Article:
The cultural history of misogyny you won't believe hasn't been written until now - Mary Beard is devastatingly lucid. Of all the excellent books around on the subject at the moment, Beard joins Solnit, Ngozi Adichie and Lorde on my list of feminist 'must reads'.
Select 'General Admission + Book' ticket type to include a hardback copy of The Last London (RRP £18.99)
Iain Sinclair has been documenting the peculiar magic of the river-city that absorbs and obsesses him for most of his adult life. In The Last London, he strikes out on a series of solitary walks and collaborative expeditions to make a final reckoning with a capital stretched beyond recognition. Here is a mesmerising record of secret scholars and whispering ghosts. Of disturbing encounters. Night hospitals. Pits that become cameras. Mole Man labyrinths. And privileged swimming pools, up in clouds, patrolled by surveillance helicopters. Where now are the myths, the ultimate fictions of a many times revised city?
Travelling from the pinnacle of the Shard to the outer limits of the London Overground system at Croydon and Barking, from the Thames Estuary to the future ruins of Olympicopolis, Sinclair reflects on where London begins and where it ends. A memoir, a critique, a love letter, The Last London is a delirious conclusion to a truly epic project.
Iain Sinclair is the award-winning writer of numerous critically acclaimed books on London, including Lights Out for the Territory, London Orbital and London Overground. He won the Encore Award and the James Tait Black Memorial Prize for his novel Downriver. He lives in Hackney.
Brian Catling is a sculptor, poet, novelist, film maker and performance artist. His debut novel The Vorrh was praised by Tom Waits (‘I am glad to have the book as a companion on my own dark quest’), Alan Moore (‘The current century’s first landmark work of fantasy and ranking amongst the best pieces ever written in that genre’) and Michael Moorcock ('It is one of the most original works of visionary fiction since Mervyn Peake').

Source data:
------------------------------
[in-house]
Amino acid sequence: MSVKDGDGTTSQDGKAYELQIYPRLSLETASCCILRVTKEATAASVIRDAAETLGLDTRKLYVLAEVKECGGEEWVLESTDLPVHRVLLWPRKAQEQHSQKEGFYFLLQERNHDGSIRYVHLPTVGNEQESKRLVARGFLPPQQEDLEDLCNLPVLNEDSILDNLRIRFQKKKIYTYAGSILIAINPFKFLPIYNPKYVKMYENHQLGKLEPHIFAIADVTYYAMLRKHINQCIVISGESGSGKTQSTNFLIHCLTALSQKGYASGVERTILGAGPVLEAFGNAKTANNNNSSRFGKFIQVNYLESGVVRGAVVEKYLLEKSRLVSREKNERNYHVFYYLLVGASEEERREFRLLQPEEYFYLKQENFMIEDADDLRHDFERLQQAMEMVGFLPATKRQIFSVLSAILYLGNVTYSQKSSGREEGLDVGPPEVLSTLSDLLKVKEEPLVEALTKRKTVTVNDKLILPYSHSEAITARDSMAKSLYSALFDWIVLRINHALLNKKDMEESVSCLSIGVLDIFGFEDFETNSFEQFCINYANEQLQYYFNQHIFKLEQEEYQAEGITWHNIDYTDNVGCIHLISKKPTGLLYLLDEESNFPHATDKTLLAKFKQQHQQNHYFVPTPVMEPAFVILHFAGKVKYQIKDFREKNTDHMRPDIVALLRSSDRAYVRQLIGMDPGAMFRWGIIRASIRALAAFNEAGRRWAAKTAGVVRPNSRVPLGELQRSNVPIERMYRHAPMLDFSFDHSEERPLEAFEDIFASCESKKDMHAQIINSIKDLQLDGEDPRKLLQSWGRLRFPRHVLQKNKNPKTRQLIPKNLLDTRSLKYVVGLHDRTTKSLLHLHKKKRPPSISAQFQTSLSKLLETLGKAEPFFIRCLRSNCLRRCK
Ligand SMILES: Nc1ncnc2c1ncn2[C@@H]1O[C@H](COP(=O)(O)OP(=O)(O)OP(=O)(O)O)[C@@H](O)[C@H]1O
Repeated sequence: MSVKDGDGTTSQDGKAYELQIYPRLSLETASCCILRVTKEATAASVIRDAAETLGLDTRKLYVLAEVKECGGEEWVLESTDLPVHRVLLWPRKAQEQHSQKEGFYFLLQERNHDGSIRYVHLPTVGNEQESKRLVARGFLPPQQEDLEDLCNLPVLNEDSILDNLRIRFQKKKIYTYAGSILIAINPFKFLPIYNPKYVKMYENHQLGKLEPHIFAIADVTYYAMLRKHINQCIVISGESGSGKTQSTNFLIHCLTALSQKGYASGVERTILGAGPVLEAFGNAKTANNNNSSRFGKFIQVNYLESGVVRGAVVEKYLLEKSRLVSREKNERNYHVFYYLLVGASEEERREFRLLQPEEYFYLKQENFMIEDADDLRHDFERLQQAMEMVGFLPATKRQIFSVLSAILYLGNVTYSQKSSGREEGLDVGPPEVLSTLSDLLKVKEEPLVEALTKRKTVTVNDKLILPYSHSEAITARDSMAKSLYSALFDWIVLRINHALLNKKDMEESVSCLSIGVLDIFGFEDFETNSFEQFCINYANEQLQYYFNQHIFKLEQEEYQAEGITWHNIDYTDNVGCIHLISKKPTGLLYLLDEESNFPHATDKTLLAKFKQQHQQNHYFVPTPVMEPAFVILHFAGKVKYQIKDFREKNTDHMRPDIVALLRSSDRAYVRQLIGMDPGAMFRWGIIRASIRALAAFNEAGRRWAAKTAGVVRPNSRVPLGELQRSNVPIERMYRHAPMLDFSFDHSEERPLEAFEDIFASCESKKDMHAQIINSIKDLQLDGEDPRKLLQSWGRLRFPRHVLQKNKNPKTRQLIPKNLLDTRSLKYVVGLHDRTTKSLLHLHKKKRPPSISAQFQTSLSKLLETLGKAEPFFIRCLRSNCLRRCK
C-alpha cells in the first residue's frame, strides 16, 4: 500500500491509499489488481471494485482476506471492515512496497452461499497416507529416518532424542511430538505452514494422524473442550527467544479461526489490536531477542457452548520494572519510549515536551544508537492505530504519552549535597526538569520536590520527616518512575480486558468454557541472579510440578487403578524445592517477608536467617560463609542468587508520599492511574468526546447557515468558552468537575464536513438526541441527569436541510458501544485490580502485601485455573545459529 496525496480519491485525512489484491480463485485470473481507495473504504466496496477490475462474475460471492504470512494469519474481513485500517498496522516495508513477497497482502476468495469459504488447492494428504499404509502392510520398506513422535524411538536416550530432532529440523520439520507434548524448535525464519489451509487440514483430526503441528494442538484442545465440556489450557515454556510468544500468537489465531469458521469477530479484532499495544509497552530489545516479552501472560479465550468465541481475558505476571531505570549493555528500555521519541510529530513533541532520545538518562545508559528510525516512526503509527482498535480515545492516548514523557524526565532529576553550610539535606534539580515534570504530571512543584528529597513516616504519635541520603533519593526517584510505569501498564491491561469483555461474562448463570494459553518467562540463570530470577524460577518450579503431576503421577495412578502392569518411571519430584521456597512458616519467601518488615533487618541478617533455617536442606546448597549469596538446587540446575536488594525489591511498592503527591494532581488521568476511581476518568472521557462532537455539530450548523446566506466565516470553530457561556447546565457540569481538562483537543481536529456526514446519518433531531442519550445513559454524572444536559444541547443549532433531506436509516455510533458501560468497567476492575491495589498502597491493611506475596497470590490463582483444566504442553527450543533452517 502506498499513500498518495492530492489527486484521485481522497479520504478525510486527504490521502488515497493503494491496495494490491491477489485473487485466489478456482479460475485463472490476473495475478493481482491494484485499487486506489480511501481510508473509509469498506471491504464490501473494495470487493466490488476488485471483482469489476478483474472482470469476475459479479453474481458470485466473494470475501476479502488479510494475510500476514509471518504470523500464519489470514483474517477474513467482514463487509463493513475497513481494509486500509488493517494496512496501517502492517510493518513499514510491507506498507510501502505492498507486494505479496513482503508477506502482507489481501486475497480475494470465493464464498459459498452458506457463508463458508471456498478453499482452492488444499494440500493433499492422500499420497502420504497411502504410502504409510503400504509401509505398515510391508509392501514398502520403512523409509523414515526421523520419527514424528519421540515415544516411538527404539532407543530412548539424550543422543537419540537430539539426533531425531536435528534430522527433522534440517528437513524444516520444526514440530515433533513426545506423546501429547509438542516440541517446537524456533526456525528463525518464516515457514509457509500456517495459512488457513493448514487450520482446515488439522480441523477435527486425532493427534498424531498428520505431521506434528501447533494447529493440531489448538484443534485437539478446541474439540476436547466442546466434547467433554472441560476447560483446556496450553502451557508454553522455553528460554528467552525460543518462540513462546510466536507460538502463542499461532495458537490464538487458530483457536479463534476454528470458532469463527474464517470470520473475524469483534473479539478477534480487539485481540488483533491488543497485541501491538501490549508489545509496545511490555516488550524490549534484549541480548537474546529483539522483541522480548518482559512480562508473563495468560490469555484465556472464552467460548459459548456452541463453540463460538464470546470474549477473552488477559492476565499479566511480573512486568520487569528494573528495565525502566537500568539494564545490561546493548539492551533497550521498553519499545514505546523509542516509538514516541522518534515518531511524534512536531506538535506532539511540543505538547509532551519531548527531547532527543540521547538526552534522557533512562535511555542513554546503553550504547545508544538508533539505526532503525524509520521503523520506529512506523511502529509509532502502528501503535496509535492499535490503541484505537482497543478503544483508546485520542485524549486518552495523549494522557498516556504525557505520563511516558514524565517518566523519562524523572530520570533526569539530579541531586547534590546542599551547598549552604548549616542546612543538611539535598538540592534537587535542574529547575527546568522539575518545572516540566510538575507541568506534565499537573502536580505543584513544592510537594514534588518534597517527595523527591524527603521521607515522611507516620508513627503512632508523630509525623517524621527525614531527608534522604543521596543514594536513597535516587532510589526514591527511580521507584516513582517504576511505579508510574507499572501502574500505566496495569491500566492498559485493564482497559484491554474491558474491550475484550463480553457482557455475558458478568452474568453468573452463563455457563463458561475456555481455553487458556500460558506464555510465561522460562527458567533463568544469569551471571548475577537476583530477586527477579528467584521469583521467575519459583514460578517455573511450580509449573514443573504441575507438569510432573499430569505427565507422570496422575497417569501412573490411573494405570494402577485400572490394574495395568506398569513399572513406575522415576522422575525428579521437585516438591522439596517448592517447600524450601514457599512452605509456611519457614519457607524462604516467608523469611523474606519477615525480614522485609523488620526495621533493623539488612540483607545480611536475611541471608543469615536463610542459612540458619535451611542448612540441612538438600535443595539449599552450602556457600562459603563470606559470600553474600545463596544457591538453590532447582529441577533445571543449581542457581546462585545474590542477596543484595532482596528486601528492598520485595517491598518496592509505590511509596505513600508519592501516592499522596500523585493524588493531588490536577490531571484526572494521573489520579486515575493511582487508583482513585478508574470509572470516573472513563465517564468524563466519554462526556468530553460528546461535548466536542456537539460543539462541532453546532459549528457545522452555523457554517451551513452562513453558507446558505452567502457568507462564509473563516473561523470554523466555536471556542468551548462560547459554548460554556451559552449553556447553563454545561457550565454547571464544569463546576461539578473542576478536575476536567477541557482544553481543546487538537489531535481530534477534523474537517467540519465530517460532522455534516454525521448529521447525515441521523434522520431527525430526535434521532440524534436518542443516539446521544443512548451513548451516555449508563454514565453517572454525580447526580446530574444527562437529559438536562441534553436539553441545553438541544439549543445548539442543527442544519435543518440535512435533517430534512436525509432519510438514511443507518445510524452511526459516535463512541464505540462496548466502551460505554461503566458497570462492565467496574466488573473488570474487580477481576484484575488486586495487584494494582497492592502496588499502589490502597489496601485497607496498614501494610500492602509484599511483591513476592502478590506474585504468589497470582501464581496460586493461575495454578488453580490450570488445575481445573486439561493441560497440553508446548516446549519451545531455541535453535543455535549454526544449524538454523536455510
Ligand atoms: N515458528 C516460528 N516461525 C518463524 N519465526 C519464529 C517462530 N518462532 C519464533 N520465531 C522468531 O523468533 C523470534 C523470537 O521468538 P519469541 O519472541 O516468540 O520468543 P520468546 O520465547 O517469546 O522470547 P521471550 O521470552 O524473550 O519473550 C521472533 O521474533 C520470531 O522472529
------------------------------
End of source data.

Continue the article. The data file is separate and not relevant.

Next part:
“We were the biggest empire the world had ever seen. The idea that you can have a domestic history apart from it doesn’t make sense. Take the industrial revolution: the stories about spinning jennys and water frames are all part of our heritage. But where does the cotton being spun in those machines come from? At school, we went to mills and factories and nobody at any point in my education pointed out that the cotton processed in those mills was made by enslaved black Americans. When we talk about the history of the industrial revolution, the missing people in that revolution are the 1.8 million enslaved people who made that cotton. It was our biggest export and almost all of it came from the American deep south.”
In support of Black History Month, our Non-Fiction Book of the Month throughout October will be David Olusoga's award-winning Black and British: A Forgotten History.
Black and British: A Forgotten History
From Pan Macmillan:
In Black and British, award-winning historian and broadcaster David Olusoga offers readers a rich and revealing exploration of the extraordinarily long relationship between the British Isles and the people of Africa. Drawing on new genetic and genealogical research, original records, expert testimony and contemporary interviews, Black and British reaches back to Roman Britain, the medieval imagination and Shakespeare's Othello.
It reveals that behind the South Sea Bubble was Britain's global slave-trading empire and that much of the great industrial boom of the nineteenth century was built on American slavery. It shows that Black Britons fought at Trafalgar and in the trenches of the First World War. Black British history can be read in stately homes, street names, statues and memorials across Britain and is woven into the cultural and economic histories of the nation.
Unflinching, confronting taboos and revealing hitherto unknown scandals, Olusoga describes how black and white Britons have been intimately entwined for centuries. Black and British is a vital re-examination of a shared history, published to accompany the landmark BBC Two series.